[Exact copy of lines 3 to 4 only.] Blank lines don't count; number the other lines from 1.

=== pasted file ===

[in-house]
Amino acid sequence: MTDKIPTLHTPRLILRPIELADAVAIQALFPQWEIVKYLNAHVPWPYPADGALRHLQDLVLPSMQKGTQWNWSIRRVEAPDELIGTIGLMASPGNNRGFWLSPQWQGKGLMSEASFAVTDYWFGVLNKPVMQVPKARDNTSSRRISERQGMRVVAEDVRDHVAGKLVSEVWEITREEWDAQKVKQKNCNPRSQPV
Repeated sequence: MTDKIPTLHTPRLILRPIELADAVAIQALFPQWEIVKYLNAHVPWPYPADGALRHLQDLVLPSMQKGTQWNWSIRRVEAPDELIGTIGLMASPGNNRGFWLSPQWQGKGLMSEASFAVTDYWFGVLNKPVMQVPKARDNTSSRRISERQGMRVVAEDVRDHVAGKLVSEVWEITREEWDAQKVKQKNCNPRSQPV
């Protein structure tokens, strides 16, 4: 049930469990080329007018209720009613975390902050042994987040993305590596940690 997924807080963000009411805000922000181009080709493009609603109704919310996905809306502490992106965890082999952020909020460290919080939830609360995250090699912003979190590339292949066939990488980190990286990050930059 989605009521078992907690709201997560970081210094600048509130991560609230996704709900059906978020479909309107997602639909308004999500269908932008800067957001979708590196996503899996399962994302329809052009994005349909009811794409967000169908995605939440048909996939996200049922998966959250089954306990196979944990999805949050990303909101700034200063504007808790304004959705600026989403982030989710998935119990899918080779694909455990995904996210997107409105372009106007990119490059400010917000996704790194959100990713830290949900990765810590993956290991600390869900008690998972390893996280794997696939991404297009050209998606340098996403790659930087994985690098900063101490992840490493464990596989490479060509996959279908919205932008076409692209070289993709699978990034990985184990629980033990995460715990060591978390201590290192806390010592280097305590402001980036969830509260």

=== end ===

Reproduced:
Repeated sequence: MTDKIPTLHTPRLILRPIELADAVAIQALFPQWEIVKYLNAHVPWPYPADGALRHLQDLVLPSMQKGTQWNWSIRRVEAPDELIGTIGLMASPGNNRGFWLSPQWQGKGLMSEASFAVTDYWFGVLNKPVMQVPKARDNTSSRRISERQGMRVVAEDVRDHVAGKLVSEVWEITREEWDAQKVKQKNCNPRSQPV
């Protein structure tokens, strides 16, 4: 049930469990080329007018209720009613975390902050042994987040993305590596940690 997924807080963000009411805000922000181009080709493009609603109704919310996905809306502490992106965890082999952020909020460290919080939830609360995250090699912003979190590339292949066939990488980190990286990050930059 989605009521078992907690709201997560970081210094600048509130991560609230996704709900059906978020479909309107997602639909308004999500269908932008800067957001979708590196996503899996399962994302329809052009994005349909009811794409967000169908995605939440048909996939996200049922998966959250089954306990196979944990999805949050990303909101700034200063504007808790304004959705600026989403982030989710998935119990899918080779694909455990995904996210997107409105372009106007990119490059400010917000996704790194959100990713830290949900990765810590993956290991600390869900008690998972390893996280794997696939991404297009050209998606340098996403790659930087994985690098900063101490992840490493464990596989490479060509996959279908919205932008076409692209070289993709699978990034990985184990629980033990995460715990060591978390201590290192806390010592280097305590402001980036969830509260």